About one month ago we observed an extraordinary debate, especially for 2020. Iran’s parliament called for an Instagram ban, once again in history.
Famous applications like Twitter, Telegram, Facebook, and YouTube are already restricted across the country, yet social media are still very popular among the 84-million state population.
In 2018, Iran was ranked the world’s 7th Instagram user, having 25% of citizens using it on a regular basis.
After the ban of Twitter, YouTube and Facebook in 2009 and the block of Telegram in 2018, the suspension of Instagram doesn’t seem infeasible at all.
What’s more, some Iranian organizations consider Instagram far more than just a photo-sharing social network.
Mohammad Qomi, Head of Iran’s Islamic Propaganda Organization, views the app as a guilty party in 30% of cybercrimes, “non-standard propaganda”, and online gambling happening within the country. For the record: online gambling is banned within the country, and the only opportunity to play casino-like games is to play them for free.
Conservative lawmaker Mousa Ghazanfarabadi said of Instagram that it has turned into a killing ground of religious convictions of a younger generation. It also affects the institute of family, according to his words.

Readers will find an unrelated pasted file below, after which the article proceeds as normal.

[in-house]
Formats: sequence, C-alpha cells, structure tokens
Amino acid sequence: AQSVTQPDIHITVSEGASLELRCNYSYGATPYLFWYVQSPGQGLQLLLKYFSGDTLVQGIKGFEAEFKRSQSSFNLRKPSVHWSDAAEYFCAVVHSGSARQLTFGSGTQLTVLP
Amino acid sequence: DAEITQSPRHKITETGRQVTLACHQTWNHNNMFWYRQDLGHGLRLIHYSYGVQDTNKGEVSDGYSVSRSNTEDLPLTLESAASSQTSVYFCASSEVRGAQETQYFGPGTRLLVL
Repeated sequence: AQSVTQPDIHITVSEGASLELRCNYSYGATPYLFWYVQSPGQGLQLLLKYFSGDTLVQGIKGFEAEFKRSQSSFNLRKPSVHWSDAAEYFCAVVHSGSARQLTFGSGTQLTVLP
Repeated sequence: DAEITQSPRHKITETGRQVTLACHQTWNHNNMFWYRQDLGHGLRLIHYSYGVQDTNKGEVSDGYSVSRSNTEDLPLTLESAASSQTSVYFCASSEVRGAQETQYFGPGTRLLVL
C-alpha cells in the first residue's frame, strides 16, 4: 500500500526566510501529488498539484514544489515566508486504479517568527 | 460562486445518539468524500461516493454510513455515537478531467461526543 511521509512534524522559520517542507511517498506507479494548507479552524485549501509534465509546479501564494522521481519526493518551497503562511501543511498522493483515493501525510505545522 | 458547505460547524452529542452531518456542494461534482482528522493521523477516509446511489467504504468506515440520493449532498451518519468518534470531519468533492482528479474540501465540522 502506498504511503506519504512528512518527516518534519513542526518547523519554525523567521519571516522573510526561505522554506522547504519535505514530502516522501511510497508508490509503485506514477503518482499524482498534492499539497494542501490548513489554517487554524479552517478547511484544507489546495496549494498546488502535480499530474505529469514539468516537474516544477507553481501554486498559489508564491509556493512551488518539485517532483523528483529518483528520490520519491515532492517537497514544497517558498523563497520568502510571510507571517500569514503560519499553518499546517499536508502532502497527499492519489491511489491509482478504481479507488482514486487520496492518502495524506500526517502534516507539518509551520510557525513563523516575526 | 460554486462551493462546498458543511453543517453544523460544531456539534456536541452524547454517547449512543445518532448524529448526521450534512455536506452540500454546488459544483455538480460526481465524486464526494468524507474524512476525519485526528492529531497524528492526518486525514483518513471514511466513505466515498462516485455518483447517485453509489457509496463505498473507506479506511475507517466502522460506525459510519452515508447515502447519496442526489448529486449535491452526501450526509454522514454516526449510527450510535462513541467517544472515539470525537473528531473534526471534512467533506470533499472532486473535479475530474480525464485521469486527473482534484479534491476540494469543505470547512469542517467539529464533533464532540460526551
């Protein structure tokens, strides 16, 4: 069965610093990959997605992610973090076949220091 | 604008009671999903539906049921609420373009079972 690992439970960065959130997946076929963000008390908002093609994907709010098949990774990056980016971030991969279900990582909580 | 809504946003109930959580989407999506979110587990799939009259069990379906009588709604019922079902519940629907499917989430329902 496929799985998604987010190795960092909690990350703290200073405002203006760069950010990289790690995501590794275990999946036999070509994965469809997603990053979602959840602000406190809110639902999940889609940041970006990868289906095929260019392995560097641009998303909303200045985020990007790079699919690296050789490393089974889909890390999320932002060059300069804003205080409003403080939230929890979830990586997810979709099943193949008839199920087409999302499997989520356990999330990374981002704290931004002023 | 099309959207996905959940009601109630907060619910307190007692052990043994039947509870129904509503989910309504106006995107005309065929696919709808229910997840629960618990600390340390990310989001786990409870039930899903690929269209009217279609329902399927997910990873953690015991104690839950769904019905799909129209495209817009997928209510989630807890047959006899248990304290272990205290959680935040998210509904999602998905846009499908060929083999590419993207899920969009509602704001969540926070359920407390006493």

Is There a Single Chance for a Total Ban to Happen?
According to experts, building a Chinese-like walled garden is not possible in Iran. The irony is that Iranian President Hassan Rouhani has 2.2M followers and actively uses the platform for communication with his electorate. He and some other Iranian politicians use Twitter despite the network being officially banned more than a decade ago.
Presumably, Iranian authorities may approve the ban of Instagram, so citizens will have to use VPN services to access the network. Still, it will be a reckless and inefficient decision for several reasons.
First, Instagram is the last one standing in this drama. Most of Iranian population use it now as their major messenger, which is a good idea after Instagram introduced direct messaging functionality in 2013. Thus, the ban of Instagram will likely cause people to go on a destructive rampage, as blocking all the decent messengers in the country is simply too much.
Second, even if people tolerate the changes, they still will use Instagram they got used to through VPN. So, in fact, such a move from the government won’t bring them any closer to their ideals, but only disrupt already shattered society’s trust in the government.
All in all, the full ban of Instagram is highly unlikely. This bold yet ineffective measure will remain merely in the forms of dreams, threats, and opinions.